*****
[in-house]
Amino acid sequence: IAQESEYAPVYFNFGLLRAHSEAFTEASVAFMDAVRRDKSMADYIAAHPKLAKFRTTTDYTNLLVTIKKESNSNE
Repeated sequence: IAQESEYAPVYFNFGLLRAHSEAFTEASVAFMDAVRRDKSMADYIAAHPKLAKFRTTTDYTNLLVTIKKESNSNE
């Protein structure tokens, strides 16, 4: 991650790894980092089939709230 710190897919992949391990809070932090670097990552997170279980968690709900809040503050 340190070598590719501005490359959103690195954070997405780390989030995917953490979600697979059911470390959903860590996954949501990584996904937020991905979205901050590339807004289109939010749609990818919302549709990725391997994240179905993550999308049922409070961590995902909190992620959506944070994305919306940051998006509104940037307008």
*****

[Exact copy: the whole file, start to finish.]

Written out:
[in-house]
Amino acid sequence: IAQESEYAPVYFNFGLLRAHSEAFTEASVAFMDAVRRDKSMADYIAAHPKLAKFRTTTDYTNLLVTIKKESNSNE
Repeated sequence: IAQESEYAPVYFNFGLLRAHSEAFTEASVAFMDAVRRDKSMADYIAAHPKLAKFRTTTDYTNLLVTIKKESNSNE
């Protein structure tokens, strides 16, 4: 991650790894980092089939709230 710190897919992949391990809070932090670097990552997170279980968690709900809040503050 340190070598590719501005490359959103690195954070997405780390989030995917953490979600697979059911470390959903860590996954949501990584996904937020991905979205901050590339807004289109939010749609990818919302549709990725391997994240179905993550999308049922409070961590995902909190992620959506944070994305919306940051998006509104940037307008």